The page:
"What kind of nonsense is this?" my father responded, exasperated. "You know me. How can you believe such religious foolishness." Nevertheless, his friends felt ill at ease in his presence. Despite his protestations, they were convinced that my father was indeed one of the 36 secret saints. After all, he possessed all the attributes. Although he did not attend synagogue regularly, he was a righteous and learned man. He was generous and lived unpretensiously. And had he not performed a miracle, smiting the accursed Nazis before their very eyes?
My father became a marked man. Strangers began to phone him with pleas for assistance--to cure a sick child, to obtain a job, even to find a mate for a husbandless daughter. Helplessly, my father said he could do nothing. Neighbors withdrew respectfully when he passed on the street. Others bowed to him and made entreaties for help with their personal problems. My father was no longer amused. The tribulations of his superstitious neighbors began to wear on him.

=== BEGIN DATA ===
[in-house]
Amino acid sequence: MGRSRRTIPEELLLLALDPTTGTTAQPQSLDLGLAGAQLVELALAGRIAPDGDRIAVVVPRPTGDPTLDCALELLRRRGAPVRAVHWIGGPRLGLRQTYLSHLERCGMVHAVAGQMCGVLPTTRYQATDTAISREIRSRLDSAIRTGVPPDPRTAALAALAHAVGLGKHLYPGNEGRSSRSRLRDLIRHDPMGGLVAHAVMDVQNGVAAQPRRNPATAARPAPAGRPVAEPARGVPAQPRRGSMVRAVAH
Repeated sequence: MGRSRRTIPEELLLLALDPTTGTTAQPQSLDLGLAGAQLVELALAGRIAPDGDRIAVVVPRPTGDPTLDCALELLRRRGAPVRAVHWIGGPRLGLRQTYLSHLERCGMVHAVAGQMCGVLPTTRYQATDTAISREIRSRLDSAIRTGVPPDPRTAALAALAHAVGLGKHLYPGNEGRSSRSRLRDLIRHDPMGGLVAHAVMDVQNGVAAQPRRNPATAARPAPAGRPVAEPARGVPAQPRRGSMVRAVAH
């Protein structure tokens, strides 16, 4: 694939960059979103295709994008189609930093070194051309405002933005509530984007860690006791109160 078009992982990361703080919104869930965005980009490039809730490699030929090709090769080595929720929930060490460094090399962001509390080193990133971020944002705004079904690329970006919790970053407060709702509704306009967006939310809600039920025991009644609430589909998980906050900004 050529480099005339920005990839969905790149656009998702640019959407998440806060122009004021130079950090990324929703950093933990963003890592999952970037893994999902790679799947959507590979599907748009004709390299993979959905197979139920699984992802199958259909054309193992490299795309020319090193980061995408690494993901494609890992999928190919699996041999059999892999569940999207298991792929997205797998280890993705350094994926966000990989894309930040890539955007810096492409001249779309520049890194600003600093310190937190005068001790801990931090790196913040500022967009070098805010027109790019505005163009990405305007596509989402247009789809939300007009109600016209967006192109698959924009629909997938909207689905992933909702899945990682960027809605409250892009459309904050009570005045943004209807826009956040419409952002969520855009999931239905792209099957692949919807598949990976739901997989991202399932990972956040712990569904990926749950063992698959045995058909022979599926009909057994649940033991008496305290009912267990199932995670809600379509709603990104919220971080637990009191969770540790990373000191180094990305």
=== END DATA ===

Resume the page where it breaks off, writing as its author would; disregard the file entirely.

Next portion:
To escape, he changed his routine drastically. He used a different subway station to go to work. Held in awe by his cronies in the candy store, he was no longer comfortable socializing with them. Now he remained at home every evening, bemoaning what had happened to him. It was ironic, he complained to my mother, that he, who went to synagogue only on Rosh Hashonah and Yom Kipper and did not observe the Sabbath, should attain such religious fame. He became a recluse.
Weeks passed. My father's absence from his usual neighborhood haunts surprised no one. According to legend, the "lamed-vovniks" resume their anonymity when their tasks have been accomplished. In desperation, my father decided to change his tactics. Nonchalantly he began to walk freely again through the neighborhood, unconcerned that some people still stared at him. And finally he took the ultimate step. He showed up at the candy store one evening.
His friends did not know how to react. "In the old country," my father assured them, "a regular 'lamed-vovnik' would disappear after he was discovered. He didn't hang around any more once he was recognized. So you see I am still here. I have not disappeared. I am not a 'lamed-vovnik'."
His friends reluctantly conceded that they had been foolish. They began to treat my father normally once again. And thus was sainthood in the Bronx--at least for my father--finally terminated.